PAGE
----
Category Archives: Austin

Opinion: Formula One – WIN on Sunday, TEST on Monday

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Horrendous weather conditions plagued the build-up to the 2015 United States Grand Prix with teams achieving minimal track time on Friday or Saturday. This led to a heavily condensed race schedule with qualifying taking place on the Sunday morning, and the only dry running over the entire weekend taking place in the race itself, and what a race it was!

With very little time to refine car set up for the race, teams and drivers went in to the race having to rely on pre-work ahead of the race weekend and instinct. The result was one of the best races of the season.

Wouldn’t it be great it all races could reach the levels of excitement achieved in Austin? Are there any elements of that weekend the sport replicate?

Let’s rule out the obvious, random sprinkler systems are not the way forward! As much as every commentator likes to refer back to Bernie Ecclestone’s flippant comment from a few seasons ago it’s not really a feasible option. Any claims of purest racing would be lost once and for all. So if controlling the weather conditions isn’t an option, what else can we look at?

Should Formula One consider a shorter race weekend? Condense the event from three days to two perhaps even one? The one day format seems to work in Formula E. On the face of it reducing the time a driver and team have to refine set up based on performances in Austin seems to bring raw talent to the fore. Drivers no longer able to rely on highly analysed data to define the best possible approach to a lap and the race. Driver and teams have adapt to what they have and respond to the circuit on the day. This lack of data seems to be what created great racing.

On the negative side, a one or two day schedule significantly devalues the product; circuits, promoters, and broadcasters are have to offer to the paying public and sponsors. If you remove Friday from the schedule ticket prices should be adjusted accordingly and as a consequence revenues will be reduced. So how do you reduce team’s ability to perfect set up and not devalue the overall product?

Why not move the Friday sessions to Monday? The amount of time spent at a circuit by teams will not be impacted rather shifted by a day. Teams will have chance to try out upgrades for future races, but do so with no immediate impact on the race weekend. Pirelli would get their wish for increased testing. Everyone wins!

By moving the Friday sessions to Monday teams may be more inclined to run junior or development drivers safe in the knowledge the race car would not be damaged ahead of a race weekend. Both Lewis Hamilton and Kimi Räikkönen have recently called for a revamp of the format of a race weekend, could this be the way forward?

Of course in time team would adapt and invest in new technologies, Mclaren performances in Austin served to highlight that despite everything going on with the team they have a truly first class simulator, confidence in the data from the simulator had a huge impact on the teams performances and very nearly resulted in their best result of the year. If the race weekend format changed team investment plans would follow suit, but in the short term fans would be in for some thrilling races and F1 action on a Monday morning!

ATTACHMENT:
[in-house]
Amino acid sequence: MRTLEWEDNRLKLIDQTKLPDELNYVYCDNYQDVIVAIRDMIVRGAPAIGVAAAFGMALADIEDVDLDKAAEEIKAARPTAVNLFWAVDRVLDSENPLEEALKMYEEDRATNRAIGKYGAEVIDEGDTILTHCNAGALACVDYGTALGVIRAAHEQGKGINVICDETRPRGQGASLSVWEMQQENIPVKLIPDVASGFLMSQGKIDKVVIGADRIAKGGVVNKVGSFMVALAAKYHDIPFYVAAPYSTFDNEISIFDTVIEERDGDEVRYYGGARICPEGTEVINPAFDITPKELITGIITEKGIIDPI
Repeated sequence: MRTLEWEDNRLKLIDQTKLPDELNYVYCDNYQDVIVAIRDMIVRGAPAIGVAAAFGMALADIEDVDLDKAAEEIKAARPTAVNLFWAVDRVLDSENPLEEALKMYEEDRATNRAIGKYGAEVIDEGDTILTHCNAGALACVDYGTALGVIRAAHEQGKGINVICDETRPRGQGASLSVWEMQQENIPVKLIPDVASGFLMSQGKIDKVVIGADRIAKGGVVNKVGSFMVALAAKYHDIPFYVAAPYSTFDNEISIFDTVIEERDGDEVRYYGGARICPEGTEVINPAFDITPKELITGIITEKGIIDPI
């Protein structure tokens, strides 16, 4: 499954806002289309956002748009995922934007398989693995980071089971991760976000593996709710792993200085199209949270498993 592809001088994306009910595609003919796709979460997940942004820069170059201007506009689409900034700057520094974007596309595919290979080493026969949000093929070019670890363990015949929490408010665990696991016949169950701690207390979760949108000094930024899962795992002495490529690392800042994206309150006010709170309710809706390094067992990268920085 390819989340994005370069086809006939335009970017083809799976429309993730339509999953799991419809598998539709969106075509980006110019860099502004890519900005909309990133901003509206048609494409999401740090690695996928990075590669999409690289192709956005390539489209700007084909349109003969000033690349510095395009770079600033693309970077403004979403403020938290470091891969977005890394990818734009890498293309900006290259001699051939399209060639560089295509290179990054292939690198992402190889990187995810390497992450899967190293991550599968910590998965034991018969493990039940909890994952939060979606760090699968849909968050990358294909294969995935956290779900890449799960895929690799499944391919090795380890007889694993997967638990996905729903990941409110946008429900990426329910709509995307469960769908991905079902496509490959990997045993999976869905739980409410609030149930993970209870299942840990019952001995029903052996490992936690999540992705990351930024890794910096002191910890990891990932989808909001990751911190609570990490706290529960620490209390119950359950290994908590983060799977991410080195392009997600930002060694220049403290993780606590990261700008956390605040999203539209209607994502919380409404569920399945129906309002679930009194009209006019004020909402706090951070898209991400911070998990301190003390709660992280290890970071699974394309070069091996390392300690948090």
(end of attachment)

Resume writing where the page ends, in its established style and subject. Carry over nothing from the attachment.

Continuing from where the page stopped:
Formula One: Austin Qualifying with Lotus: So Wet!

Motor Racing - Formula One World Championship - United States Grand Prix - Qualifying Day - Austin, USA

Lotus F1 Team has qualified thirteenth and fifteen for today’s United States Grand Prix. In extremely wet and slippery conditions, both drivers proceeded to the second qualifying session but were unable to break into the top ten for this afternoon’s race. Both drivers gain two positions on the grid as a result of penalties for other competitors, meaning Romain starts in P11, Pastor starts in P13.

Romain Grosjean, E23-04. Q: P13, starts P11, 2:00.595
“Conditions were certainly very hard for everyone out there. We knew our relative performance on the wet tyres wouldn’t be as good as it is in the dry. We pushed as hard as we could to get into the top ten but we just couldn’t make it. The rain fell harder in Q2 and it became too wet to run any further laps.”

Pastor Maldonado, E23-03. Q: P15, starts P13, 2:01.604         
“At the end of Q2 it was raining too much which made it very tricky. I found it very difficult with our car as even staying on a line was tough. The rear was very unstable and we had a lot of oversteer. The track itself was too wet for the last few laps so I can understand why Q3 didn’t take place.”

Alan Permane, Trackside Operations Director:
“The weather is clearly the primary consideration.”

How was qualifying?
For the drivers it was a game of finding some clear track away from the spray and maximising the opportunities when the track was at its driest. It rained all through the session so it was difficult for everyone out there. The conditions were very poor at the end of Q2 which was highlighted by Q3 being aborted.

What are the considerations for the race?
The weather is obviously the primary consideration. It’s raining right now and we’re watching the skies and the satellite maps very closely.

Formula One: Watching the Rain with The Lotus F1 Team – United States Grand Prix

Motor Racing - Formula One World Championship - United States Grand Prix - Qualifying Day - Austin, USA

Lotus F1 Team endured a soggy waiting game at the Circuit of the Americas with a very wet FP3 and a much delayed and ultimately postponed qualifying session. Qualifying is now scheduled for 9am tomorrow morning at the track.

Romain Grosjean, E23-04. Q: Delayed. FP3: P12, 2:02.825
“Many years ago as part of the Renault Driver Development programme I enjoyed surfing as part of the training. This would have been really useful had we tried to qualify today! The weather was pretty extreme and I really feel for all the fans who braved the elements to come watch us. I hope we’re able to put on a fantastic show for everyone tomorrow.”